Help Wanted

Help Wanted

May 28, 2021 By Shira D. Epstein | Commentary | Beha'alotekha

In recent years, Jewish institutions have joined efforts to address issues of equity in the workforce, encouraging transparency in publicized pay scales, promotion criteria, and job requirements. This endeavor has been facilitated by pioneering organizations such as the Gender Equity in Hiring Project that did not exist when I negotiated salary for my first classroom teaching position. I reflect back on the hiring process, which felt at the time like a puzzle for which I was meant to know the solution but could not access; I now understand that these feelings of isolation were common, particularly when no formal pay scale existed. Today as an activist for workplace equity, I benefit from the wisdom of current advocacy; at the urging of some of our alumni, The William Davidson School weekly newsletters have recently begun to only post descriptions that include salary ranges. This seemingly small change enables a level playing field, putting employers and job candidates on more equitable negotiating grounds.  

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Taking the Long View: Lessons of Leadership

Taking the Long View: Lessons of Leadership

Jul 3, 2020 By Shira D. Epstein | Commentary | Balak | Hukkat

The iconic story in our parashah of Moses striking the rock to bring forth water for the People of Israel is often framed as a morality tale, the consequence of a toxic—and disastrous—combination of unchecked rage and faltering faith. Indeed, God doles out the harshest possible punishment to Moses for flouting God’s directive to speak to the rock, in full display of the congregation: “Since you did not have faith in Me to sanctify Me in the eyes of the children of Israel, therefore you shall not bring this assembly to the Land which I have given them” (Num. 20: 12).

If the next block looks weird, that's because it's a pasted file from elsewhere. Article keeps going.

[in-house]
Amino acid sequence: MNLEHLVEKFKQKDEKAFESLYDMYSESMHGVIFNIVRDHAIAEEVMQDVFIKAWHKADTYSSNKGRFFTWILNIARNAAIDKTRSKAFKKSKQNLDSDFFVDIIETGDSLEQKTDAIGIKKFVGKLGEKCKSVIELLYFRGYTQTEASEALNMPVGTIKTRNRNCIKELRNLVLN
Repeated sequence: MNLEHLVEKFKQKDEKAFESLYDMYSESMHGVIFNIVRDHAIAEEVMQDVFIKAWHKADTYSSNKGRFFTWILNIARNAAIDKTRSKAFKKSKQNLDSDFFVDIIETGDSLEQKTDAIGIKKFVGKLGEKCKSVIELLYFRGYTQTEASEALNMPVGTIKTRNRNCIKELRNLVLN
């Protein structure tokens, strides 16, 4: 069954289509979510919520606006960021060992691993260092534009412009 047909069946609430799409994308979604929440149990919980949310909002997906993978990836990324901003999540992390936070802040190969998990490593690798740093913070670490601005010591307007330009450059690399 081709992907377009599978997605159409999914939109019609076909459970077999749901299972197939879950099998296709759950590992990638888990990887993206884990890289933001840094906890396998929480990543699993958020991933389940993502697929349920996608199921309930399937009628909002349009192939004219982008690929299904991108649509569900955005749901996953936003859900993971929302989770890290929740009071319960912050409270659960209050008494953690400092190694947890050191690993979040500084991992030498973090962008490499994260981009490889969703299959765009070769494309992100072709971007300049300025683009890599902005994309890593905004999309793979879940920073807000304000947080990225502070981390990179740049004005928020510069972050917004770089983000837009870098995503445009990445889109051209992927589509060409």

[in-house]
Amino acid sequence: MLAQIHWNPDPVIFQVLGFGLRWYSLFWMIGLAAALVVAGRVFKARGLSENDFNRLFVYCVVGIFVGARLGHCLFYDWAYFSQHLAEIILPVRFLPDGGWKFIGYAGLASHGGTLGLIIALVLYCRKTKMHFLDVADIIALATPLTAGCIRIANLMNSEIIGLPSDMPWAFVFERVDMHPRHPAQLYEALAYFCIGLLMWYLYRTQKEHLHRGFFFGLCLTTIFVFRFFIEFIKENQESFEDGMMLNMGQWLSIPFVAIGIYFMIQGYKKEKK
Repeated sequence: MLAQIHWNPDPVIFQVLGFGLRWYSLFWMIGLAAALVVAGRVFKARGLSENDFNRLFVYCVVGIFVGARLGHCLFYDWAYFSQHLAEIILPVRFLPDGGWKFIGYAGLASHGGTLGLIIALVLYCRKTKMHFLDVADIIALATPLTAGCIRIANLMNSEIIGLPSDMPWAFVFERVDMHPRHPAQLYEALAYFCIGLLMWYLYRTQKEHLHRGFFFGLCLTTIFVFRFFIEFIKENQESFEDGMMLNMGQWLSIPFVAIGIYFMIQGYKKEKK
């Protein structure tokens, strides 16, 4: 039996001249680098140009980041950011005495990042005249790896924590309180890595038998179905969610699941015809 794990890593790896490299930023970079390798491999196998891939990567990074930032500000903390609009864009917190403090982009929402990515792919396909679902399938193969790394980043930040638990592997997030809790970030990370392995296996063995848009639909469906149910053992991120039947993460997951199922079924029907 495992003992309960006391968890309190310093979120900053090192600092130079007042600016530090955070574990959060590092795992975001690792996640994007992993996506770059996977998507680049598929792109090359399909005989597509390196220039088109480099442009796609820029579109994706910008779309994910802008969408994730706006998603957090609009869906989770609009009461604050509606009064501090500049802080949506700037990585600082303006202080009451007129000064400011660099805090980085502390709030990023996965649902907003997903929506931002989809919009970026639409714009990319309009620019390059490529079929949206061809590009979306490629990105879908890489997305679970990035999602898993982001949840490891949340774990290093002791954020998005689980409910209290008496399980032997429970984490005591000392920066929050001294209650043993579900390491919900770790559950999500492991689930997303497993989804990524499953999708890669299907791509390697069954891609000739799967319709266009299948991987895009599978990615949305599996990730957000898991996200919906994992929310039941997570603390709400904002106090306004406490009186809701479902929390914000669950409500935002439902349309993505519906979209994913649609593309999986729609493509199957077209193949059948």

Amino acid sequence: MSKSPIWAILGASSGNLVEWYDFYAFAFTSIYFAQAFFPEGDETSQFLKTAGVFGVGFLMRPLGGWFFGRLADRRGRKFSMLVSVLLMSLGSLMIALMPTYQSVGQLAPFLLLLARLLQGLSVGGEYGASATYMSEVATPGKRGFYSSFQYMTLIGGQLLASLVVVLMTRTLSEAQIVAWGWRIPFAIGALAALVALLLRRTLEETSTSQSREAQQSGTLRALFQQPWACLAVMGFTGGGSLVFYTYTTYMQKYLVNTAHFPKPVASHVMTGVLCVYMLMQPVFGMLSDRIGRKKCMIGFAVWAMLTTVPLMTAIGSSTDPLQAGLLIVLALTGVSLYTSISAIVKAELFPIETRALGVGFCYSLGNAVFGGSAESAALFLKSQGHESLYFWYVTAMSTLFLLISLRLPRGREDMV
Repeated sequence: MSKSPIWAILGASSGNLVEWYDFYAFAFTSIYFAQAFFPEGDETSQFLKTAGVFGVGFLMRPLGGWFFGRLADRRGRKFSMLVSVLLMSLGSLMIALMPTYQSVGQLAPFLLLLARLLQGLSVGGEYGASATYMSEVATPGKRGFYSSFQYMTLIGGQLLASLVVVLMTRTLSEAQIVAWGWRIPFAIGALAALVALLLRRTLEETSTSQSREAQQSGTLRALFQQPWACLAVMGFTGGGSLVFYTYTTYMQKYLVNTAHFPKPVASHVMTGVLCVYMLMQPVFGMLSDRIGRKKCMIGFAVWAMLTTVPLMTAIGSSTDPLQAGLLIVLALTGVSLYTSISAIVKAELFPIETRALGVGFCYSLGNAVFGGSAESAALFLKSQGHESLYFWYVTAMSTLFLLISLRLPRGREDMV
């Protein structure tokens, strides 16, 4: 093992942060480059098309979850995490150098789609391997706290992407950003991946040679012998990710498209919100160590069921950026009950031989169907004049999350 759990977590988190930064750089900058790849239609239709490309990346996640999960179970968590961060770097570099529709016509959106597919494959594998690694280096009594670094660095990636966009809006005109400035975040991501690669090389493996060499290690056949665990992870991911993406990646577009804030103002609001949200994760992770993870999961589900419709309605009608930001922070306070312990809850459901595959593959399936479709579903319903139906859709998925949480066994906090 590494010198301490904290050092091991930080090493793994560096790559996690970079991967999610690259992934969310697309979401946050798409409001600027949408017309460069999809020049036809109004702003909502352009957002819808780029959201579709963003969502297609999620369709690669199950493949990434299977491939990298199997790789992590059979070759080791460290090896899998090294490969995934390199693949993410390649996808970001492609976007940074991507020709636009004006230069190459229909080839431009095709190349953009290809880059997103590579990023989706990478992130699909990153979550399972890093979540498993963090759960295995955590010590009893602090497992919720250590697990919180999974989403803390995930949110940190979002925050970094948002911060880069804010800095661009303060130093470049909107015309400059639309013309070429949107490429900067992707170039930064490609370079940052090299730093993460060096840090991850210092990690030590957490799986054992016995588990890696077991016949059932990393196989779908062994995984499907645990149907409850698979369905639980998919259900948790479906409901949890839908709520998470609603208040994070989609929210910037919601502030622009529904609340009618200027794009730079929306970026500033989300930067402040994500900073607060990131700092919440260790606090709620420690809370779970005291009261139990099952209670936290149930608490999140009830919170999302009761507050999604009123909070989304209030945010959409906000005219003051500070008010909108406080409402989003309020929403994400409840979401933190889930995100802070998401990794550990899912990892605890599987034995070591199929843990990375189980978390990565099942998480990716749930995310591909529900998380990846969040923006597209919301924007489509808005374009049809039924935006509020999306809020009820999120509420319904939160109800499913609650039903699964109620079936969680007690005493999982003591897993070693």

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Letters Unopened

Letters Unopened

Dec 27, 2019 By Shira D. Epstein | Commentary | Miketz

Several years ago, during a period of intense dreaming, I started keeping what I lovingly referred to as a “luminous journal.” Immediately upon awakening from a dream, I would reach for a notebook on my nightstand and furiously transcribe all I had experienced, inclusive of dialogue, and mood—a verbatim as if recounting a real-life event. I had learned over time that otherwise, the intense narrative and video that had so vividly played for my one-person viewing audience would be lost. No record, no memory of my dreams.

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Basic Questions

Basic Questions

Oct 12, 2018 By Shira D. Epstein | Commentary | Noah

Early in my teaching career I worked with kindergarteners, incorporating drama into daily Judaics lessons. The holiday cycle offered developmentally appropriate treasure troves of life lessons: practicing ways to say “I’m sorry” to loved ones during Tishrei; exploring Esther’s mustering of courage to speak the truth; hesitations of the Israelites to part from predictable routines in the known and familiar Egypt to try something brand-new and strange.